“What are you doing here?” the teen said. “Taking up space.”

“We’re… taking a walk. In the park,” the boy mumbled.

“One does not simply ‘take up’ space, or so I thought”, the girl pointed out. “Do you mean you’re building a rocket?”

“A rocket. Now that would be a stupid idea. What would I need a rocket for. Get lost, twerps.”


“Do you still have something to say, or…”


“Damn aliens!”

I approached quickly.


“Why, hello!” I said to the boy. “Fancy meeting you again!”

“Hi,” he greeted tepidly.

“Is she… you’ve met?” his sister asked hesitantly.

“You know,” I said, with a nod towards Santi, “I’ve got a girl over there who’d love to play with you.”

“Alien lover,” said a teen girl who’d joined us.


If they only knew. “The term is extra-terrestrial,” I said. “And if you want to be really PC, you could say, ‘other living being.'”

“PC, my ass,” said the girl. “Shove off and move on. Go somewhere there are other living beings like you. Not here. This is our planet.”


“Damn right,” said the young man. “I was born here.”

“Oh? You didn’t coincide to do so in the town hospital? We’ve more in common than you’d ever imagine,” Shintu’s sister argued.

“Like what? You’re nothing like us!”

The siblings shot each other a look.

“You’re half right. And a half of me wagers you would want to leave it at that,” they said in tune with each other, half smiling.

The teens shot us their evil eyes, in unison, and marched in step to the plaza, where the crowd gathered.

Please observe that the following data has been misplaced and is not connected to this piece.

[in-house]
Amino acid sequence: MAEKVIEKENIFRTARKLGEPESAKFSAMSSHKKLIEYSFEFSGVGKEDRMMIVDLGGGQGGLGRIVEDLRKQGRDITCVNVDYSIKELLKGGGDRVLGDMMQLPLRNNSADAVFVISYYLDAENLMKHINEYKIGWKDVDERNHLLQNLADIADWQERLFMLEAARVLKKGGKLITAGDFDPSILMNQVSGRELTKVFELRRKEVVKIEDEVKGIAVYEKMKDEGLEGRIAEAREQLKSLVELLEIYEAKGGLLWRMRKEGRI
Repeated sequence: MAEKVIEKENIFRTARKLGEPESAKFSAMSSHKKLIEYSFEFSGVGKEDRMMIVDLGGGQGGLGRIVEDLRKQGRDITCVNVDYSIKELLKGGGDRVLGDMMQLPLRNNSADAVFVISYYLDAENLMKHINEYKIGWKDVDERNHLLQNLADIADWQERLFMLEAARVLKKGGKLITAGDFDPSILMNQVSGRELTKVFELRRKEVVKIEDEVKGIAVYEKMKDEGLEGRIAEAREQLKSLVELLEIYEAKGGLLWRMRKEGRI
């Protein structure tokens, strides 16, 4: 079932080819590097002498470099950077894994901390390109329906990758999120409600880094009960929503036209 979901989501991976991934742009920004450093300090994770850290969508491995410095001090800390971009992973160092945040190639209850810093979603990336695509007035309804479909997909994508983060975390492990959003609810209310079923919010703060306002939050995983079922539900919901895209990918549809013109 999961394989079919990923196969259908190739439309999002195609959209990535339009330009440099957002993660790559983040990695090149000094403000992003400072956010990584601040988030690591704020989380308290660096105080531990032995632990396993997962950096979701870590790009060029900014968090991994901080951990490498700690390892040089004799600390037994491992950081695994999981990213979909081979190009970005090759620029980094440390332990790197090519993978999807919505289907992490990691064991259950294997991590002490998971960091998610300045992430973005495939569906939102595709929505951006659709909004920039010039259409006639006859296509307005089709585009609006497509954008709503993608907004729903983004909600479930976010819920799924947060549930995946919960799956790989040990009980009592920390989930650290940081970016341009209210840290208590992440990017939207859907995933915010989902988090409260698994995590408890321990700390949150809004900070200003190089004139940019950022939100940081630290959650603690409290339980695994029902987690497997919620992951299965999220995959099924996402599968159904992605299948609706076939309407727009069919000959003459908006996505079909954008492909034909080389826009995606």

During the exchange, Santi had hopped off the bars. I felt a moment’s panic before spotting her playing chess.

While keeping an eye on the other two kids, I moved closer to the chess table.

“I feel sorry for them,” one guy was saying. “I mean, who comes here–here?–by choice? Likely they got some kind of disaster back on their home planet, so, like any refugee, they’re looking for someplace safe. That’s all it is. Just looking for a safe planet.”


“One never knows,” said Santi’s chess opponent.

“And what timing. To come to this planet just as it’s entering into its darkest time. Ecological collapse. Economic collapse. Societal collapse. Frying pan, fire. I’m telling you.”

Santi looked at him and began to sing softly, without words.


The other two kids had jumped off the bars and were making their way towards the drinking fountain when an angry young man intercepted them.

“Facilities for people only,” he said.


I stood between the children and the man.

“Hey, kids, are you thirsty?” I asked. “I’ve got a few juice packs if want some. You like strawberry-mango?”

“Try blueberry,” snickered the man.

We ignored him.


The siblings followed me to the bench where we’d left our stuff, and I shared some of our juice packs.

The boy spied a graphic novel tucked in the top of one of my bags.

“Excuse me, but is that one of Chimaera Thrawn’s books? Wow, I had no idea Bow-TIE Scooters had a sequel! Mind if we take a look?”

I listened as the boy read aloud to his sister.

“‘Gimme the space tape, Lamio!’ her aunt called out from the controls. Annoyed, the girl dropped her sketchbook and stood up.

“‘Why should I care where you left it, Lhiiver?’

“‘I mean, sure, you’re in this same ship, and something in the generator is about to fall apart. If I was my nosey niece, I’d do what I’m told to, maybe just to save my own skin.’

“Aunt Lhiiver was on the right track, Lamio knew. She scanned the shelves for a roll of tape, but with no avail. A curse escaped from her lips. Just then–“

“–the lights went out, as a wailing sound could be heard from the distance, somewhere outside the ship. The engine of an older Bow-TIE fighter model.”

“How could you know… hey! Refi! I said no peeking! I’m getting a headache!”


In the distance, from the river path, we could hear chanting. The protesters were coming closer.

“What do we want?”


“When do we get it?”


“Keep the planet great! Keep the planet pure!
Alien microbes HAVE NO CURE!”